Many Iraqis have been and still are accustomed to asking our government for something. For example, equipment, training, facilities, or trips abroad, and that these requests are fulfilled. We are not doing these anymore, so while they are disappointed and at times unhappy, the reality is clear. At some point we have to begin working ourselves out of a job. Not only is this transition financial, but it includes the staffing here in Iraq with professional civil service and foreign service officers.

One challenging question we are all wrestling with is do we have something to show for our effort here? Certainly the U.S. taxpayers are asking this question. We think about this often, because our mission is development, and that of course means we have left this country a better place for having been here. This statement may appear altruistic but in fact we must answer this question. If we cannot do so positively, then we have squandered resources, both blood and treasure.

Yes, the metric is subjective; what may appear successful to one person may be less successful for another. We are challenged here to do well, and make a difference. We all carry our own individual ethos, and I often think about this mission at the end of the day. Have I or have we collectively moved the people in this country towards a more peaceful and fulfilling life? To wit, the Iraqis themselves are making huge strides in the realm of self-governance now that the security is somewhat stable.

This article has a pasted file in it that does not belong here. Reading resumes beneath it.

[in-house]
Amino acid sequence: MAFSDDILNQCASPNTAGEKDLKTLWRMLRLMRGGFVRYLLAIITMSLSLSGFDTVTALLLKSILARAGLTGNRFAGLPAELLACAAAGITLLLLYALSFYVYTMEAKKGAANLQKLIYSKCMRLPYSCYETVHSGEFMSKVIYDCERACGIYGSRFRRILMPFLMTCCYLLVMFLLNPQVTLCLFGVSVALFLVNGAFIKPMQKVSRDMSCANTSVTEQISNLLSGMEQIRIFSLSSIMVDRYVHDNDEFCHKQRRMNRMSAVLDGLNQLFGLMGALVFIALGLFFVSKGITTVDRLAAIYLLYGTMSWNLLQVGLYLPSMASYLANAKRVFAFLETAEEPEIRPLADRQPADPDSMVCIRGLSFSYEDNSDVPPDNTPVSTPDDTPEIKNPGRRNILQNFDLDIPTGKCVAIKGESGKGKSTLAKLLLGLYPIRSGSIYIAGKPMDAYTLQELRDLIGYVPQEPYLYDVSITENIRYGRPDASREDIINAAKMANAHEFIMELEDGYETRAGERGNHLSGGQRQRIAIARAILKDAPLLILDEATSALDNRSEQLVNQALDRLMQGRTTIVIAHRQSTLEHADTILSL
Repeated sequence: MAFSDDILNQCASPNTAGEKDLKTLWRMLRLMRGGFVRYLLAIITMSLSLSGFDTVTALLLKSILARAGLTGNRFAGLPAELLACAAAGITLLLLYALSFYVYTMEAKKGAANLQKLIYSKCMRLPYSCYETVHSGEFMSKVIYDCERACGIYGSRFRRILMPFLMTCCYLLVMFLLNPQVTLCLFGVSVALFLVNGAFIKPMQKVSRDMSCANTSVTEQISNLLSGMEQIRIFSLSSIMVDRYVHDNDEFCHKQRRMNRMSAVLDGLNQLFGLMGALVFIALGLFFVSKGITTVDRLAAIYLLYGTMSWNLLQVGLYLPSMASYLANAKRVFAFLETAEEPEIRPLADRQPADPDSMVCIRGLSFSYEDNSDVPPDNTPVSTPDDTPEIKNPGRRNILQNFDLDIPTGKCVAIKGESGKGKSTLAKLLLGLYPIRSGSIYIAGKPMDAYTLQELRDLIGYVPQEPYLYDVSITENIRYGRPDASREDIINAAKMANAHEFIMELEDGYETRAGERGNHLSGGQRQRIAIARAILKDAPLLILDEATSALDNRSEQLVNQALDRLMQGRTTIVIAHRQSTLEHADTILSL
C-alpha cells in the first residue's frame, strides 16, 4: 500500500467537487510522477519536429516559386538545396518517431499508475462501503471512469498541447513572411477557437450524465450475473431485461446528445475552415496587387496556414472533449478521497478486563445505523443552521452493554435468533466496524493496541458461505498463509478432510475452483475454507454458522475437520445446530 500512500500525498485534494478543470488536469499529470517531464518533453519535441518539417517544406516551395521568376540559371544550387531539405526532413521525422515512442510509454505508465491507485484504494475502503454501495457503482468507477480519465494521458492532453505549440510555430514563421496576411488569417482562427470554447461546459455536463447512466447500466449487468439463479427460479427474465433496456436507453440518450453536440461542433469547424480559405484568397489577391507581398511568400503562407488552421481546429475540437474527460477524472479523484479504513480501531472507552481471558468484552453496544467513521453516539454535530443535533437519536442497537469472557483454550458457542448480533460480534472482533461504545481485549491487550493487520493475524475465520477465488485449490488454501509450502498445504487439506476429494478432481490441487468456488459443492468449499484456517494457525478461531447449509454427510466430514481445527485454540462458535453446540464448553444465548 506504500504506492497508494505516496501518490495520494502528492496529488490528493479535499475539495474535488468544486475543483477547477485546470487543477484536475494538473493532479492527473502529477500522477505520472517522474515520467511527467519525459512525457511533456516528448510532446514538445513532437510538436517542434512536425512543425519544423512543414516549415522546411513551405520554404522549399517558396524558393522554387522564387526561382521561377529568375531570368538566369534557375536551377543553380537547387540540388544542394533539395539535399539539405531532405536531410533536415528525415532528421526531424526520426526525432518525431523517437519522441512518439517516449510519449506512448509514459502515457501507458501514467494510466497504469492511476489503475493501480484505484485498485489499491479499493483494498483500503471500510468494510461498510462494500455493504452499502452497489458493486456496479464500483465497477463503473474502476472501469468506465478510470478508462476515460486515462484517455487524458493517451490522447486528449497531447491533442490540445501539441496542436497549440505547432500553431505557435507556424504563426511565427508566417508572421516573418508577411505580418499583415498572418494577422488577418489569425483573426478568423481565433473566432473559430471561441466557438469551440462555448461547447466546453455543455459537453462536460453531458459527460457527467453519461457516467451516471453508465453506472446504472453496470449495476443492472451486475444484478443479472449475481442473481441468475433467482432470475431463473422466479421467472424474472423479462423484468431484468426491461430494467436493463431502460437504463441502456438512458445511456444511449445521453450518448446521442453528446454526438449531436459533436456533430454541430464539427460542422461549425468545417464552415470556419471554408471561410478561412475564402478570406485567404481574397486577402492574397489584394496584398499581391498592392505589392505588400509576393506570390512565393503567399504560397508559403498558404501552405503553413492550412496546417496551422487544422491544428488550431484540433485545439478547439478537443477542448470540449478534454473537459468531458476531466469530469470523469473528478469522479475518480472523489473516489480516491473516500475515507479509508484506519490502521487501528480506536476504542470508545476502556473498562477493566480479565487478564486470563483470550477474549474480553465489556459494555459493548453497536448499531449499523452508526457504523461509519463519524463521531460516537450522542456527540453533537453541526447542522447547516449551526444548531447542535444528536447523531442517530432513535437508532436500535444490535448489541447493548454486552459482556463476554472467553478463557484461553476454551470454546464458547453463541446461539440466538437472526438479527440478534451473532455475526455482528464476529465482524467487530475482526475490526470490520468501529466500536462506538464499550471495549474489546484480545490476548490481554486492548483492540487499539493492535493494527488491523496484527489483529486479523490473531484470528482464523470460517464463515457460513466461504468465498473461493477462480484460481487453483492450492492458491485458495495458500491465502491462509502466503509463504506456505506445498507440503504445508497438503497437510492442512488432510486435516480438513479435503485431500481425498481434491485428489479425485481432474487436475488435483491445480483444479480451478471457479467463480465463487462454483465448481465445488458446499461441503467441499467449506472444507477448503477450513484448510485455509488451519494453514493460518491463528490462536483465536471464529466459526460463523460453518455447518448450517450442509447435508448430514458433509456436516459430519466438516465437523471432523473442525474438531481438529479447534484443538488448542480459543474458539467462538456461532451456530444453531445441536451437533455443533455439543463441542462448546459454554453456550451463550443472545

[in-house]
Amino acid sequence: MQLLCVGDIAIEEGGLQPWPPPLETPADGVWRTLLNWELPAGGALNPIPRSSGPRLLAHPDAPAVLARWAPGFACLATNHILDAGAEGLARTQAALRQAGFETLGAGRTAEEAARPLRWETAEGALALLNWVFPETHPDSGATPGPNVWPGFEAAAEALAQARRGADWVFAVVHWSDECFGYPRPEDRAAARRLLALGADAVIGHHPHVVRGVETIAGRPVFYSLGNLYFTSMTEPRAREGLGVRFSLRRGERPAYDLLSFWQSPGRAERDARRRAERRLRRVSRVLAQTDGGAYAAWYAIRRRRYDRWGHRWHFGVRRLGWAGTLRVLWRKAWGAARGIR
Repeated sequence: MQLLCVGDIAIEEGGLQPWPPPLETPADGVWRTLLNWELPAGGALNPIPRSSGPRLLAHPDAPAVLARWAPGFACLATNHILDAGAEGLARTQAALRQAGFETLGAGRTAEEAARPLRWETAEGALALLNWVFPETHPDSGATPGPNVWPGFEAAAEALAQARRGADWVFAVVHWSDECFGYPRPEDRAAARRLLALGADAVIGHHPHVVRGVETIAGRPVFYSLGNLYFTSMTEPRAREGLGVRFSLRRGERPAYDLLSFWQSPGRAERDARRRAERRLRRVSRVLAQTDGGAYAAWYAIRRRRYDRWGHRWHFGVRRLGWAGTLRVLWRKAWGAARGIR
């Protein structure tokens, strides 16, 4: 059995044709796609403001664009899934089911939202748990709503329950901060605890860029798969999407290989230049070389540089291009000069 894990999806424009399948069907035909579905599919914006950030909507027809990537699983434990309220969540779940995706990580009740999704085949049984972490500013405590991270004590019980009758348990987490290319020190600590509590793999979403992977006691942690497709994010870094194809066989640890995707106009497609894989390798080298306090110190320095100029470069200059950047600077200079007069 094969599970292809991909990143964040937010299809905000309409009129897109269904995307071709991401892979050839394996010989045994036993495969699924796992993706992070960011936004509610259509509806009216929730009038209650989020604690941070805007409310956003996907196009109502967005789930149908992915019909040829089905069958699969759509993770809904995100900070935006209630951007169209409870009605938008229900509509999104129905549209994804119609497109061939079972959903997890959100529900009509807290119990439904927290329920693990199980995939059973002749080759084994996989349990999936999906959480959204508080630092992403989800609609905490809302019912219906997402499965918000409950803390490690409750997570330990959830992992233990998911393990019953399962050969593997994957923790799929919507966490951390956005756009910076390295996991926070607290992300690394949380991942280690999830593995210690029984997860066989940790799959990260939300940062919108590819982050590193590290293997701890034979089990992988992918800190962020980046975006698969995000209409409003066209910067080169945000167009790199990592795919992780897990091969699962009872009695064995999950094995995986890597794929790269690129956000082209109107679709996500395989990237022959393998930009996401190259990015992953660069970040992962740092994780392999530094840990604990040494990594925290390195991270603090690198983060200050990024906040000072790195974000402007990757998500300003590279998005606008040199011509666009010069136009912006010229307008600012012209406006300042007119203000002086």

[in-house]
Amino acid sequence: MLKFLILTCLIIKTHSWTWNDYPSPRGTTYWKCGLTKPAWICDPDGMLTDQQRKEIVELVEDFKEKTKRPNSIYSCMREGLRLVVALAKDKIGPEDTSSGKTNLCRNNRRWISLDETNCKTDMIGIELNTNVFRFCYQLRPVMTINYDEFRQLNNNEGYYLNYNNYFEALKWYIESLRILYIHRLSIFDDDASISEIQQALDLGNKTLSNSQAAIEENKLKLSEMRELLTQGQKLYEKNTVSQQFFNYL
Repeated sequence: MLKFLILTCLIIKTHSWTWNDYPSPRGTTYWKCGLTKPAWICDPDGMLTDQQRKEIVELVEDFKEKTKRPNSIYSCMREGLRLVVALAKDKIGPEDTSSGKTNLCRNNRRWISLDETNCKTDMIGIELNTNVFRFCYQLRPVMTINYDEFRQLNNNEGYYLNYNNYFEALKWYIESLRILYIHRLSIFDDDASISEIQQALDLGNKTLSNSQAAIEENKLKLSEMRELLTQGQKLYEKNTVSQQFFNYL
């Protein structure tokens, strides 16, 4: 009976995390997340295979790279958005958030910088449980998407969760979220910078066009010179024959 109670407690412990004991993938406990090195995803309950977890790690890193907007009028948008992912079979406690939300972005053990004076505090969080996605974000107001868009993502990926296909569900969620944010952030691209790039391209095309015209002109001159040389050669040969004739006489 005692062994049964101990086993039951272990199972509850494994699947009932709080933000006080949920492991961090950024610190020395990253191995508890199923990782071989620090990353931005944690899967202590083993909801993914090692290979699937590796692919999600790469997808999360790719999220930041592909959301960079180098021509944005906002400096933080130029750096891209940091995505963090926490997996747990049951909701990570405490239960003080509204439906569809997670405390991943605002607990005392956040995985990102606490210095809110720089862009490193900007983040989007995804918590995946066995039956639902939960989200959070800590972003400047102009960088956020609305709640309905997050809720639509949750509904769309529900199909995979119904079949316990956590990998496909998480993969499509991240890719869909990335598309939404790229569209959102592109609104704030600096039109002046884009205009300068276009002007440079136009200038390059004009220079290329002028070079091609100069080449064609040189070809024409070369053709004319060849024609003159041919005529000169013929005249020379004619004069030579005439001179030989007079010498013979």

Somewhat stable might be open for debate, I admit, but at least as I travel about the country the villages, towns and cities are full of people out and about enjoying the commerce and the social engagement. In the not-too-distant past this was not the case. Whenever we travel through a large city, we always endure traffic jams, and this is a good sign.

Finally, I attended and spoke at the Iraq Date Palm Conference on the topic of irrigation water management and soil fertility. We had nearly 250 people in the Najif Chamber of Commerce attending. The buzz in the room was not my topic at all…instead a foreign investment firm was strongly considering investing in the construction and operation of a date palm processing center. The overall effort was restoring Iraq to its No. 1 worldwide position as a producer of date palms.


The sheiks were asking this question: What is necessary for their trees to once again produce the kind of fruit and at enough yield to support the processing center? This question is very real: the foreign investment firm is asking the Iraqi date palm owners for a supply of high-quality dates…and so a growers’ association is being formed. They will hire a manager, a market specialist, a quality control person, and so on. We Americans had just a peripheral role at the conference. We watched, and generally just listened. For you see this group of Arab farmers, dressed in their robes and speaking in loud Arabic, have already begun the transition to a market- based economy.

How do I know this? They did not ask any of us for a dollar of American money. I cannot predict the outcome of the date palm processing plant or even if it will be built. But I do know this: a group of Iraqi farmers are taking action and designing a cooperative effort. Time for us to get out of the road and let them move on their own. PD

Mike Gangwer
Foreign Ag Service
Soil and Water Ministerial Adviser in Iraq